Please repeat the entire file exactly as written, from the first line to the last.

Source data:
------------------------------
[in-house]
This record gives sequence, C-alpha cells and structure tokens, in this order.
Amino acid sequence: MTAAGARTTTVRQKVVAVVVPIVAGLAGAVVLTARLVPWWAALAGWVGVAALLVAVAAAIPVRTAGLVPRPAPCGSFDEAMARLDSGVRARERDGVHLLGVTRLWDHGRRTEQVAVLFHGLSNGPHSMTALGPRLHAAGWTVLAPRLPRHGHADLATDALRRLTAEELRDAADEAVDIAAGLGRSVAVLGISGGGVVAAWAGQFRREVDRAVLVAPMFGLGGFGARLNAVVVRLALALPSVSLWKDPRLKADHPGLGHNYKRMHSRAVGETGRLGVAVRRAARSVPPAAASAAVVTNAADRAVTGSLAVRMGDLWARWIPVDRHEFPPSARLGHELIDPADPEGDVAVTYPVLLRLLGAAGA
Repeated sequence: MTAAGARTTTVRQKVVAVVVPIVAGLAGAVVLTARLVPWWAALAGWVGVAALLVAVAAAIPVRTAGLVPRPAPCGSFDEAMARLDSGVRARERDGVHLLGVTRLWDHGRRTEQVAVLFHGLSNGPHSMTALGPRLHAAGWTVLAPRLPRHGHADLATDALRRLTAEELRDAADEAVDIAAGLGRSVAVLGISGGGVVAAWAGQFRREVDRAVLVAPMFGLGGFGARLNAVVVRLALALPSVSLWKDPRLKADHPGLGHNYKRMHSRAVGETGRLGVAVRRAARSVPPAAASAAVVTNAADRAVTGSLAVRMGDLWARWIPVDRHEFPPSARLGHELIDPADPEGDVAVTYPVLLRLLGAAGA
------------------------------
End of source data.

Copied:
[in-house]
This record gives sequence, C-alpha cells and structure tokens, in this order.
Amino acid sequence: MTAAGARTTTVRQKVVAVVVPIVAGLAGAVVLTARLVPWWAALAGWVGVAALLVAVAAAIPVRTAGLVPRPAPCGSFDEAMARLDSGVRARERDGVHLLGVTRLWDHGRRTEQVAVLFHGLSNGPHSMTALGPRLHAAGWTVLAPRLPRHGHADLATDALRRLTAEELRDAADEAVDIAAGLGRSVAVLGISGGGVVAAWAGQFRREVDRAVLVAPMFGLGGFGARLNAVVVRLALALPSVSLWKDPRLKADHPGLGHNYKRMHSRAVGETGRLGVAVRRAARSVPPAAASAAVVTNAADRAVTGSLAVRMGDLWARWIPVDRHEFPPSARLGHELIDPADPEGDVAVTYPVLLRLLGAAGA
Repeated sequence: MTAAGARTTTVRQKVVAVVVPIVAGLAGAVVLTARLVPWWAALAGWVGVAALLVAVAAAIPVRTAGLVPRPAPCGSFDEAMARLDSGVRARERDGVHLLGVTRLWDHGRRTEQVAVLFHGLSNGPHSMTALGPRLHAAGWTVLAPRLPRHGHADLATDALRRLTAEELRDAADEAVDIAAGLGRSVAVLGISGGGVVAAWAGQFRREVDRAVLVAPMFGLGGFGARLNAVVVRLALALPSVSLWKDPRLKADHPGLGHNYKRMHSRAVGETGRLGVAVRRAARSVPPAAASAAVVTNAADRAVTGSLAVRMGDLWARWIPVDRHEFPPSARLGHELIDPADPEGDVAVTYPVLLRLLGAAGA